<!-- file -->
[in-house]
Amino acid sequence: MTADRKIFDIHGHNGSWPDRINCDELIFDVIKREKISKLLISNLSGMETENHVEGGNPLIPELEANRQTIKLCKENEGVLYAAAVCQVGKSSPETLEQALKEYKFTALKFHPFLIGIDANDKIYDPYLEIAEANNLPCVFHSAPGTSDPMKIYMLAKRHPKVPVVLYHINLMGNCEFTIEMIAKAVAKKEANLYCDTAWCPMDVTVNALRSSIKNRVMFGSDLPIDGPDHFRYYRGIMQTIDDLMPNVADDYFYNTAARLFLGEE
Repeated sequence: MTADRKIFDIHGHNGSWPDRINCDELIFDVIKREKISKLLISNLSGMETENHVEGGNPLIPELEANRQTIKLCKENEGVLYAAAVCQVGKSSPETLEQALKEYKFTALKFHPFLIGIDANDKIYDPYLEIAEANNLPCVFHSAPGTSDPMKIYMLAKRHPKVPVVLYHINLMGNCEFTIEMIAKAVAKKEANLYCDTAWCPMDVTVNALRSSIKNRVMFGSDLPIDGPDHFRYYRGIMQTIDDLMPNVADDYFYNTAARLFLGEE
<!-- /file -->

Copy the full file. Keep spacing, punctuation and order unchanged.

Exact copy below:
[in-house]
Amino acid sequence: MTADRKIFDIHGHNGSWPDRINCDELIFDVIKREKISKLLISNLSGMETENHVEGGNPLIPELEANRQTIKLCKENEGVLYAAAVCQVGKSSPETLEQALKEYKFTALKFHPFLIGIDANDKIYDPYLEIAEANNLPCVFHSAPGTSDPMKIYMLAKRHPKVPVVLYHINLMGNCEFTIEMIAKAVAKKEANLYCDTAWCPMDVTVNALRSSIKNRVMFGSDLPIDGPDHFRYYRGIMQTIDDLMPNVADDYFYNTAARLFLGEE
Repeated sequence: MTADRKIFDIHGHNGSWPDRINCDELIFDVIKREKISKLLISNLSGMETENHVEGGNPLIPELEANRQTIKLCKENEGVLYAAAVCQVGKSSPETLEQALKEYKFTALKFHPFLIGIDANDKIYDPYLEIAEANNLPCVFHSAPGTSDPMKIYMLAKRHPKVPVVLYHINLMGNCEFTIEMIAKAVAKKEANLYCDTAWCPMDVTVNALRSSIKNRVMFGSDLPIDGPDHFRYYRGIMQTIDDLMPNVADDYFYNTAARLFLGEE